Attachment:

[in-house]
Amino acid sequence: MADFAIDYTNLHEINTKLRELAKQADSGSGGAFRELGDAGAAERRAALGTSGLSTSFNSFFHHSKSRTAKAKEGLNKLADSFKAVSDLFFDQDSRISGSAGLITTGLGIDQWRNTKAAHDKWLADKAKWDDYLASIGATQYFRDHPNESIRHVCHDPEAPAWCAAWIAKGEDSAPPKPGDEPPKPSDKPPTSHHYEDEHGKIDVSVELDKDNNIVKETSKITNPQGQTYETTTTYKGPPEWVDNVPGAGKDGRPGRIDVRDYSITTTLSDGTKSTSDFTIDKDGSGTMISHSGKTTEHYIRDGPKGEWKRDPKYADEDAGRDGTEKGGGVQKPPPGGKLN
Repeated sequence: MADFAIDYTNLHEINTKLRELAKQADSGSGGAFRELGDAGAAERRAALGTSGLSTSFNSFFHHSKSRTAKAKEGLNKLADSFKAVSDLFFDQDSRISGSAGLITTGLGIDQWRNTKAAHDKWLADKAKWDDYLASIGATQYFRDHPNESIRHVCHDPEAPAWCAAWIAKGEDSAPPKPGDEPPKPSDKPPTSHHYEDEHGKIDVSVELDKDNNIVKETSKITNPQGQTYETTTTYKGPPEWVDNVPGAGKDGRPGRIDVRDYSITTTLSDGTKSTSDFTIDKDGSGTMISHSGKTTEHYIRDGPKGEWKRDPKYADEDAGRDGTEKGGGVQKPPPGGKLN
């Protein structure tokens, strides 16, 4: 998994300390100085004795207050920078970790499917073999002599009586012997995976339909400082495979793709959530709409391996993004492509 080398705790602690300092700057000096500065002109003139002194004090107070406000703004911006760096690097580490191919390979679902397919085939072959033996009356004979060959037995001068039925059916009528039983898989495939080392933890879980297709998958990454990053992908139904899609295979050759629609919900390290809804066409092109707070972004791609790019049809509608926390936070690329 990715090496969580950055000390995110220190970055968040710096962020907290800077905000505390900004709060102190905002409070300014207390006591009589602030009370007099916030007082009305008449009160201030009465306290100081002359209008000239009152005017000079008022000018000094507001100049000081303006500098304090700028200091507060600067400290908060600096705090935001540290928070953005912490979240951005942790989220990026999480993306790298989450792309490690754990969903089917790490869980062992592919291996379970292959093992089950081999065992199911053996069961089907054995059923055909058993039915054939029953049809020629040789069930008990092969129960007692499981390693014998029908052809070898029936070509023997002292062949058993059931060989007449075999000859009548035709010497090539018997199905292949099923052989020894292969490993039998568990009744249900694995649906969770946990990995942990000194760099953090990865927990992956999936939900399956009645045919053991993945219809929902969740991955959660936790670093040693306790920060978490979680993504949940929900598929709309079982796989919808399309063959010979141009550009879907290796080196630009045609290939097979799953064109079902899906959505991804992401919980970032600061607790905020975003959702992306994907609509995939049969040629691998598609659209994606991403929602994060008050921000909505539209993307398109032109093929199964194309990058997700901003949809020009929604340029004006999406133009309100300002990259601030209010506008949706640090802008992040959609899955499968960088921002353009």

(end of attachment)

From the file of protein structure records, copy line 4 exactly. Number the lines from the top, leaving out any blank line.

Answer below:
């Protein structure tokens, strides 16, 4: 998994300390100085004795207050920078970790499917073999002599009586012997995976339909400082495979793709959530709409391996993004492509 080398705790602690300092700057000096500065002109003139002194004090107070406000703004911006760096690097580490191919390979679902397919085939072959033996009356004979060959037995001068039925059916009528039983898989495939080392933890879980297709998958990454990053992908139904899609295979050759629609919900390290809804066409092109707070972004791609790019049809509608926390936070690329 990715090496969580950055000390995110220190970055968040710096962020907290800077905000505390900004709060102190905002409070300014207390006591009589602030009370007099916030007082009305008449009160201030009465306290100081002359209008000239009152005017000079008022000018000094507001100049000081303006500098304090700028200091507060600067400290908060600096705090935001540290928070953005912490979240951005942790989220990026999480993306790298989450792309490690754990969903089917790490869980062992592919291996379970292959093992089950081999065992199911053996069961089907054995059923055909058993039915054939029953049809020629040789069930008990092969129960007692499981390693014998029908052809070898029936070509023997002292062949058993059931060989007449075999000859009548035709010497090539018997199905292949099923052989020894292969490993039998568990009744249900694995649906969770946990990995942990000194760099953090990865927990992956999936939900399956009645045919053991993945219809929902969740991955959660936790670093040693306790920060978490979680993504949940929900598929709309079982796989919808399309063959010979141009550009879907290796080196630009045609290939097979799953064109079902899906959505991804992401919980970032600061607790905020975003959702992306994907609509995939049969040629691998598609659209994606991403929602994060008050921000909505539209993307398109032109093929199964194309990058997700901003949809020009929604340029004006999406133009309100300002990259601030209010506008949706640090802008992040959609899955499968960088921002353009």